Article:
Sunday, October 16, 2016

Rwanda HFC/greenhouse gas deal a success worth celebrating

An important climate change deal recently signed at a UN conference in Rwanda has received relatively little media attention. Which is a shame, because it is potentially quite significant, and a good example of a little victory in a field where victories are hard to come by.
The 28th Meeting of the Parties to the Montreal Protocol on Substances that Deplete the Ozone Layer took place in Kigali, Rwanda on 10–14 October 2016. While billed as an ozone meeting and not a climate change meeting, it will nevertheless have some important ramifications in the world's struggle to limit greenhouse gas emissions and to keep global warming within bounds.
During the meeting, 197 nations agreed to drastically reduce their use of hydrofluorocarbons (HFCs). HFCs were developed in the 1990s, after the 1989 Montreal Protocol in which it was agreed to phase out and replace the chlorofluorocarbons (CFCs) that were widely in fridges and air conditioners. CFCs were found to be eating large holes in the earth's ozone layer, and the Montreal Protocol came to be seen as one of the world's great environmental success stories.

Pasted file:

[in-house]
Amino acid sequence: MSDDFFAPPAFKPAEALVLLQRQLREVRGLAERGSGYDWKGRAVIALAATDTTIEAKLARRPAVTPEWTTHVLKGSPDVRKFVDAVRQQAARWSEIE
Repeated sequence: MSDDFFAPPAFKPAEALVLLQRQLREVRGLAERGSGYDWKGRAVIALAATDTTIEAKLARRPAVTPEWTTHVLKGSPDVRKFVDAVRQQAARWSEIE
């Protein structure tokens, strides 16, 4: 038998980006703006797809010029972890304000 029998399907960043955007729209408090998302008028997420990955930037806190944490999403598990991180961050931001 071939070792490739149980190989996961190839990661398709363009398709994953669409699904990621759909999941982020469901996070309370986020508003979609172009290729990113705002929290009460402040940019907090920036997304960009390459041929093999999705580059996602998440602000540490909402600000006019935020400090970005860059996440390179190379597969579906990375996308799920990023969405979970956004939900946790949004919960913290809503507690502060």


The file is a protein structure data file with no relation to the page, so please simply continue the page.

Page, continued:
However, although HFCs effectively solved the ozone problem, it turned out that they were also a potent greenhouse gas, up to 10,000 times as effective as CO2 at trapping heat in the atmosphere as they leak out into the air. Because HFCs are now so widely used in refrigeration, and as newly industrializing countries like India and China expand their use of air conditioning, they represent a significant source of greenhouse gases worldwide (an estimated 8% of total global warming impact).
Now, HFCs can be reduced by making air conditioners and refrigerators more efficient, and by sealing up leak (so that HFCs do not seep into the atmosphere). But an alternative to HFCs is also now available, hydrofluoroolefins (HFOs), which are much more benign chemicals and trap much less heat in the atmosphere over their lifetimes.
Unfortunately, HFOs are significantly more expensive than HFCs or CFCs, and large but relatively poor developing countries like India and Brazil just cannot afford the switch without help. Under the Rwanda deal, therefore, the wealthier countries of North America and Europe will make the transition away from HFCs first, while developing countries will be allowed more time (and will hopefully benefit from reduced prices and increased efficiencies as new products and processes are developed). The wealthier countries will also help finance the transition of the less wealthy directly.
Because the agreement is an amendment under the existing Montreal Protocol, there are already reporting and enforcement mechanisms in place, and there are penalties for any countries that do not meet their commitments. The amendment is expected to reduce HFC use by up to 85% by 2047.
So, say it loud! Celebrate the successes! God knows, we see so few.

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